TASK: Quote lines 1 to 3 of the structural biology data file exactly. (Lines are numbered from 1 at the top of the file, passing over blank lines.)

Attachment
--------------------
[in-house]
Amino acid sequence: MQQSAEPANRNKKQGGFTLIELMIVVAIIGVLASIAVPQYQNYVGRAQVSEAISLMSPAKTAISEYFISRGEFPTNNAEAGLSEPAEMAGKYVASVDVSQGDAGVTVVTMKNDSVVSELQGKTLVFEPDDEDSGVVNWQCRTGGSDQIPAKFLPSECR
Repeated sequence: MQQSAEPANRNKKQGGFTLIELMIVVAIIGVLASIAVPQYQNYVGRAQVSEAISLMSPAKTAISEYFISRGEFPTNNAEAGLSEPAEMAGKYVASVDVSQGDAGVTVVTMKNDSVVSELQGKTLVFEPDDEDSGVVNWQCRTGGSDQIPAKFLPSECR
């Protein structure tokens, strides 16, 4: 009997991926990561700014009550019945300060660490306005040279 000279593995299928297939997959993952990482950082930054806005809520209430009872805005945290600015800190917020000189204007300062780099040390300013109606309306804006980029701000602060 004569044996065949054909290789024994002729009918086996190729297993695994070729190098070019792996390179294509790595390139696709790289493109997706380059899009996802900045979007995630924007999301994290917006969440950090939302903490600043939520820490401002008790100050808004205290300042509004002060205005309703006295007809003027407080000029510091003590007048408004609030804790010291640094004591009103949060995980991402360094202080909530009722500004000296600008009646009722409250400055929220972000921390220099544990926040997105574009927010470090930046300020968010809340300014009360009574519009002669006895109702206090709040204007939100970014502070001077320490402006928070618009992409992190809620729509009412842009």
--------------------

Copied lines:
[in-house]
Amino acid sequence: MQQSAEPANRNKKQGGFTLIELMIVVAIIGVLASIAVPQYQNYVGRAQVSEAISLMSPAKTAISEYFISRGEFPTNNAEAGLSEPAEMAGKYVASVDVSQGDAGVTVVTMKNDSVVSELQGKTLVFEPDDEDSGVVNWQCRTGGSDQIPAKFLPSECR
Repeated sequence: MQQSAEPANRNKKQGGFTLIELMIVVAIIGVLASIAVPQYQNYVGRAQVSEAISLMSPAKTAISEYFISRGEFPTNNAEAGLSEPAEMAGKYVASVDVSQGDAGVTVVTMKNDSVVSELQGKTLVFEPDDEDSGVVNWQCRTGGSDQIPAKFLPSECR